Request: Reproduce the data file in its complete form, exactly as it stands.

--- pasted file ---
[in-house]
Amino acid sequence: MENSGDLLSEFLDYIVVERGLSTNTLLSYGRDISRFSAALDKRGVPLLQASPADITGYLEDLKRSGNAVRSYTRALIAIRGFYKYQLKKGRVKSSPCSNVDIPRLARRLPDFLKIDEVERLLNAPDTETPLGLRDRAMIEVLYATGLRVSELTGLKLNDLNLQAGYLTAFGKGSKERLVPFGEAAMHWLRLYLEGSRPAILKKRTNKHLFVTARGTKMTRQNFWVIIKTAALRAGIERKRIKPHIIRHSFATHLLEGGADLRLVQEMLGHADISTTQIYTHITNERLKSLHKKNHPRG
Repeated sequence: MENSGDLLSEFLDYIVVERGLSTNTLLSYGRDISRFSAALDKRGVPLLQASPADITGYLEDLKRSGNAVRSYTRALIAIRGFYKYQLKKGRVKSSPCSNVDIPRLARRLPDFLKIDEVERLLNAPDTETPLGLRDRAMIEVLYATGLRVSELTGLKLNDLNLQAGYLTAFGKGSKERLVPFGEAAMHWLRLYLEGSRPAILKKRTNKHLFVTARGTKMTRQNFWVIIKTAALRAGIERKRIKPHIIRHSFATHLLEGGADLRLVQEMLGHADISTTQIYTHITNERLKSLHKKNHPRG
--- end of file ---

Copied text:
[in-house]
Amino acid sequence: MENSGDLLSEFLDYIVVERGLSTNTLLSYGRDISRFSAALDKRGVPLLQASPADITGYLEDLKRSGNAVRSYTRALIAIRGFYKYQLKKGRVKSSPCSNVDIPRLARRLPDFLKIDEVERLLNAPDTETPLGLRDRAMIEVLYATGLRVSELTGLKLNDLNLQAGYLTAFGKGSKERLVPFGEAAMHWLRLYLEGSRPAILKKRTNKHLFVTARGTKMTRQNFWVIIKTAALRAGIERKRIKPHIIRHSFATHLLEGGADLRLVQEMLGHADISTTQIYTHITNERLKSLHKKNHPRG
Repeated sequence: MENSGDLLSEFLDYIVVERGLSTNTLLSYGRDISRFSAALDKRGVPLLQASPADITGYLEDLKRSGNAVRSYTRALIAIRGFYKYQLKKGRVKSSPCSNVDIPRLARRLPDFLKIDEVERLLNAPDTETPLGLRDRAMIEVLYATGLRVSELTGLKLNDLNLQAGYLTAFGKGSKERLVPFGEAAMHWLRLYLEGSRPAILKKRTNKHLFVTARGTKMTRQNFWVIIKTAALRAGIERKRIKPHIIRHSFATHLLEGGADLRLVQEMLGHADISTTQIYTHITNERLKSLHKKNHPRG